FREE PHONE CONSULTATION
(408) 293-0344

Blog

Estate Planning: Safe from Fiscal Cliff’s Edge

estate planning

Fiscal Cliff Avoided

Wake up! You’re safe. Splash some water on your face, take a cold shower and try to convince yourself that it was just a scary dream. Or was it?.. Americans concerned about estate planning can take a leisurely step backwards as we’re no longer teetering on the edge of a major financial overhaul. The 2013 Taxpayer Relief Act (ATRA) passed on New Years Day 2013 avoided the fiscal cliff – an event that was likely to have an enormous impact on estate planning clients.

How Law Impacts Estate Planning

The ATRA makes the provisions of the Tax Reform Act of 2010 (TRA 2010) permanent. What does this mean for estate planning clients? As we know from last time it’s important to keep up to date on your estate planning documentation. A change in the law is one of the main triggering events that should signal to you that your estate planning documentation may need to be updated.

The relevant provisions of the new law as it relates to estate planning are:

  1. Estates worth under $5,250,000.00 (exclusion amount) are exempt from federal estate tax. Great, you’ve avoided the Feds, but what about California?
    • California has not had an inheritance tax since 1982. What does this mean?!? In short, married couples in California can leave up to $10,500,000.00 to their loved ones through their estate planning documentation without payment of an “inheritance or estate tax.”
  2. The federal tax rate for estates over $5,250,000.00 is 40%.
    • Example:  A single person with an adjusted taxable estate of $6,250,000.00 would incur a tax of $400,000.00 on death ($1,000,000 x 40%).
  3. The “portability” provision has been retained. The basic concept of portability is that the unused exclusion amount of the first spouse to die may be used by the surviving spouse if an estate tax return is filed (Form 706).
    • Portability eliminates the need for Credit Shelter Trusts, A/B Trusts, By Pass Trusts and Disclaimer Trusts except as discussed below.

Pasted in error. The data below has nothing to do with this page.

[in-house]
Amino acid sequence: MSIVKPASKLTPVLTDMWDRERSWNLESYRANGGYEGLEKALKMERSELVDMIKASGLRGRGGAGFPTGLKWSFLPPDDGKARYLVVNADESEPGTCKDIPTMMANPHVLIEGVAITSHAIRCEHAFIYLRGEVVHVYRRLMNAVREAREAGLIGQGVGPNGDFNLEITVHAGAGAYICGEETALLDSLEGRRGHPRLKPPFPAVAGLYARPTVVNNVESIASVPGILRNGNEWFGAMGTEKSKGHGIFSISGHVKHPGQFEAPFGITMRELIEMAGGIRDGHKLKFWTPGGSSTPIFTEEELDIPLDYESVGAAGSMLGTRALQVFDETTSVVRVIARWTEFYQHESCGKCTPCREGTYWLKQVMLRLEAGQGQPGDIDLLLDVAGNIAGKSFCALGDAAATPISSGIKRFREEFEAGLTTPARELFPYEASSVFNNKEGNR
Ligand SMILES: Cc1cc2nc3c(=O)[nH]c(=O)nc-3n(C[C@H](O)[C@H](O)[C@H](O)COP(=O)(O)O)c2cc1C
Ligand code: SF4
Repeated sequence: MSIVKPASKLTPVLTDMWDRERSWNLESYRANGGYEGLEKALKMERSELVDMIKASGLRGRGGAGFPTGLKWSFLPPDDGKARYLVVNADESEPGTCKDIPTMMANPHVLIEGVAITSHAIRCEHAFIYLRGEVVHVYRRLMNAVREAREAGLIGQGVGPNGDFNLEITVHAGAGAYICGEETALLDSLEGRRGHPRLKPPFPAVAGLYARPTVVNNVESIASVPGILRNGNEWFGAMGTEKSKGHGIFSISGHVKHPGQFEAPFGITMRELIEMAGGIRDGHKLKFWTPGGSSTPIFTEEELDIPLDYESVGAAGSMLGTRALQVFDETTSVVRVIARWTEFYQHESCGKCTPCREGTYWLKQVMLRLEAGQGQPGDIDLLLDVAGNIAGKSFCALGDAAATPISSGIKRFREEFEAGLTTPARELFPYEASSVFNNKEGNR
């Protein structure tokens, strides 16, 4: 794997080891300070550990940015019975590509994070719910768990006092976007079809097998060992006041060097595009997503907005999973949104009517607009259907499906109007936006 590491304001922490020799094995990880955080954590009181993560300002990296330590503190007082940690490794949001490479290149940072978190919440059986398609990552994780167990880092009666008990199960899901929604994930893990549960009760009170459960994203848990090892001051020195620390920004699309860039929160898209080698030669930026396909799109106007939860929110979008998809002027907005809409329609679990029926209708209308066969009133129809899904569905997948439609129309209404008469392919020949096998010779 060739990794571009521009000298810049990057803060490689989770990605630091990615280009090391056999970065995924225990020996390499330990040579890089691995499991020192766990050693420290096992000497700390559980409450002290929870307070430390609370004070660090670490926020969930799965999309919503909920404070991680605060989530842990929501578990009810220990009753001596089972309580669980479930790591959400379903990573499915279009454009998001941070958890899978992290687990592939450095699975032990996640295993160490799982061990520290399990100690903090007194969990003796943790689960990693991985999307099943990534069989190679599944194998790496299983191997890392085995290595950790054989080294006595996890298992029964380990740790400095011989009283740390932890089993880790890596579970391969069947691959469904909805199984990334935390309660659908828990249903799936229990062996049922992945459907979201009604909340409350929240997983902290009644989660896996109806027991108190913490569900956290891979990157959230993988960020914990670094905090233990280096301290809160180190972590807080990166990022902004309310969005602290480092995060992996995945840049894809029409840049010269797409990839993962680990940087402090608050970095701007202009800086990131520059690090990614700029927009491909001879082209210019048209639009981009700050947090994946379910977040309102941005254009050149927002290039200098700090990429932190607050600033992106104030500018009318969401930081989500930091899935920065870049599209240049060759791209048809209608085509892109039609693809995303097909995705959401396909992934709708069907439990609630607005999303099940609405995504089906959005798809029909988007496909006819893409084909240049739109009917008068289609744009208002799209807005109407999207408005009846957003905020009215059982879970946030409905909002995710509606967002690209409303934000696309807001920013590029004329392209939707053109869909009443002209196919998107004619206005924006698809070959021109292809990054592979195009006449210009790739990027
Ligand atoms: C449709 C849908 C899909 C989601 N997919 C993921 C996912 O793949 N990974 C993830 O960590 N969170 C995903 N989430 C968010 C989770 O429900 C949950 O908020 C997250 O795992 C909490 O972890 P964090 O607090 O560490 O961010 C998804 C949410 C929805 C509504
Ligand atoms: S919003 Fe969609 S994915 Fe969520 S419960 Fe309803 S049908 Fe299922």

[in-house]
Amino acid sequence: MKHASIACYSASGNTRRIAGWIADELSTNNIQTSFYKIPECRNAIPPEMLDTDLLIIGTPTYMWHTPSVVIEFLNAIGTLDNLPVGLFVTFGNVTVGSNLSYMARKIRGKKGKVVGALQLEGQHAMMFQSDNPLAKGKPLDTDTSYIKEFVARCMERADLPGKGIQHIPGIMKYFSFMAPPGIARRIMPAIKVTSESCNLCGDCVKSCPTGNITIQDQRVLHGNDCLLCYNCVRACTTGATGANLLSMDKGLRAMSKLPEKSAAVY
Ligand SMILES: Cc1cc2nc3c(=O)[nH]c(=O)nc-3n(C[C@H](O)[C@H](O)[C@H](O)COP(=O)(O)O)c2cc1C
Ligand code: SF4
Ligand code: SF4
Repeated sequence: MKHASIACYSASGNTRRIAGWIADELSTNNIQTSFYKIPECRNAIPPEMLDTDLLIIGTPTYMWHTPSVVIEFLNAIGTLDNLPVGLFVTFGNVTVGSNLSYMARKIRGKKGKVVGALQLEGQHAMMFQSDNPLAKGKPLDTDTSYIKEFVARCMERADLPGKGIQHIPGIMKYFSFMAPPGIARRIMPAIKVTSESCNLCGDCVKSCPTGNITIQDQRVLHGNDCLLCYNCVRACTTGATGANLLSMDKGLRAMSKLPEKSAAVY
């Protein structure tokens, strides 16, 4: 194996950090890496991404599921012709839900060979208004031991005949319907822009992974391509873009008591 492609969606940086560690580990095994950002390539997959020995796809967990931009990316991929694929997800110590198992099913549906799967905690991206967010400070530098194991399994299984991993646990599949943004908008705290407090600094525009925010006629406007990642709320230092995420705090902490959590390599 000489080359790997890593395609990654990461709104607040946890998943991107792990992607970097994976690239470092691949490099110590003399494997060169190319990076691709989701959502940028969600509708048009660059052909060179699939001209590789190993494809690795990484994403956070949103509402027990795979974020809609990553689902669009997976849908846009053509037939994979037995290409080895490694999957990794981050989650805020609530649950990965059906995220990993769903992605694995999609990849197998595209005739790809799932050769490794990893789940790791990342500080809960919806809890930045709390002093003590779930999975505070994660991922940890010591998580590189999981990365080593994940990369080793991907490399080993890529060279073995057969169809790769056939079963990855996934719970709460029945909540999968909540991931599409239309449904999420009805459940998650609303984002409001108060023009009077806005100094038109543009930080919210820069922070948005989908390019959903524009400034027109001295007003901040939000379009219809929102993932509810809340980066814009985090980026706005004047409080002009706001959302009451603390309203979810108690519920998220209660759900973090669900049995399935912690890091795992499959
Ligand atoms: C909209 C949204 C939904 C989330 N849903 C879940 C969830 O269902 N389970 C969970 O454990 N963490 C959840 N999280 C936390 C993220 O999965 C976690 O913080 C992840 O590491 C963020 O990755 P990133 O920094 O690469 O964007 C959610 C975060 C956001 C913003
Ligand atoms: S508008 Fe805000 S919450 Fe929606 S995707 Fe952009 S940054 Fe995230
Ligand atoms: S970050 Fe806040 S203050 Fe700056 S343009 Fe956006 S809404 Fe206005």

• Portability hasn’t led to the elimination of “A/B Trusts” if spouses have different beneficiaries. A common scenario is when there is a second or later marriage where each spouse has children by a prior marriage. The intent of the spouses is to leave their separate property to their own children. An A/B Trust needs to be set-up as part of the estate planning package to protect the interests of the spouses.
      • Another situation that may cause wrinkles in your estate planning scheme is if one or both spouse’s are not residents of California.

Making Sense of the Gobbledygook

estate planningHow does all this nonsense impact your estate planning now and in the future? Unless you’ve got more than $5,250,000.00 your loved ones won’t have to pay taxes when you pass on. Time for all of us “normal- income-bracketters” to breathe a sigh of relief, right? Not necessarily.

The new law does not change the need for people in California with estates worth over $150,000.00 to create a living trust to avoid probate. If you’re worth more than $150,000.00, having a living trust as part of your estate planning package will save your loved ones thousands of dollars in the future by avoiding probate and court costs.

A living trust allows you to maintain control over your property during life and after death. It’s freely amendable too. So if your mind changes and you want someone else to get your stuff or administer your estate,  all you need to do is change it. It’s that easy.

 

About Sean Hanley

Practicing law since 2007, Sean specializes in the ever-changing laws related to real estate, business and estate planning. Embracing technology with a focus on personalized service, he understands the challenges of living and thriving in Silicon Valley. Tapping into his education in economics and business administration, Sean also serves on the non-profit Willow Glen Business Association.